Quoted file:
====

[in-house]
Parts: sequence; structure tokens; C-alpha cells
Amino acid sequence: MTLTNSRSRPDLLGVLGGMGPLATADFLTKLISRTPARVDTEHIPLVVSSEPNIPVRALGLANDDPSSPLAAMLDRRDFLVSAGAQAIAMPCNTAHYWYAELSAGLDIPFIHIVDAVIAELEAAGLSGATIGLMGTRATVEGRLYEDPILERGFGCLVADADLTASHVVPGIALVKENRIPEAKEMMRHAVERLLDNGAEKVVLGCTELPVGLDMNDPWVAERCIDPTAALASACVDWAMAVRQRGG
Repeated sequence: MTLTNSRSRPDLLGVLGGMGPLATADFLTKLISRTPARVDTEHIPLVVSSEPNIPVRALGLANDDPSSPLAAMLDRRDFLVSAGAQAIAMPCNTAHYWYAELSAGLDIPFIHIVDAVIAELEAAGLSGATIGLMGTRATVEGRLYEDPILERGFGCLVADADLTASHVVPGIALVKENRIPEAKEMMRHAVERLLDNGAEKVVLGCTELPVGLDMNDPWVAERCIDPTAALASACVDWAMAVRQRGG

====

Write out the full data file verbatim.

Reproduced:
[in-house]
Parts: sequence; structure tokens; C-alpha cells
Amino acid sequence: MTLTNSRSRPDLLGVLGGMGPLATADFLTKLISRTPARVDTEHIPLVVSSEPNIPVRALGLANDDPSSPLAAMLDRRDFLVSAGAQAIAMPCNTAHYWYAELSAGLDIPFIHIVDAVIAELEAAGLSGATIGLMGTRATVEGRLYEDPILERGFGCLVADADLTASHVVPGIALVKENRIPEAKEMMRHAVERLLDNGAEKVVLGCTELPVGLDMNDPWVAERCIDPTAALASACVDWAMAVRQRGG
Repeated sequence: MTLTNSRSRPDLLGVLGGMGPLATADFLTKLISRTPARVDTEHIPLVVSSEPNIPVRALGLANDDPSSPLAAMLDRRDFLVSAGAQAIAMPCNTAHYWYAELSAGLDIPFIHIVDAVIAELEAAGLSGATIGLMGTRATVEGRLYEDPILERGFGCLVADADLTASHVVPGIALVKENRIPEAKEMMRHAVERLLDNGAEKVVLGCTELPVGLDMNDPWVAERCIDPTAALASACVDWAMAVRQRGG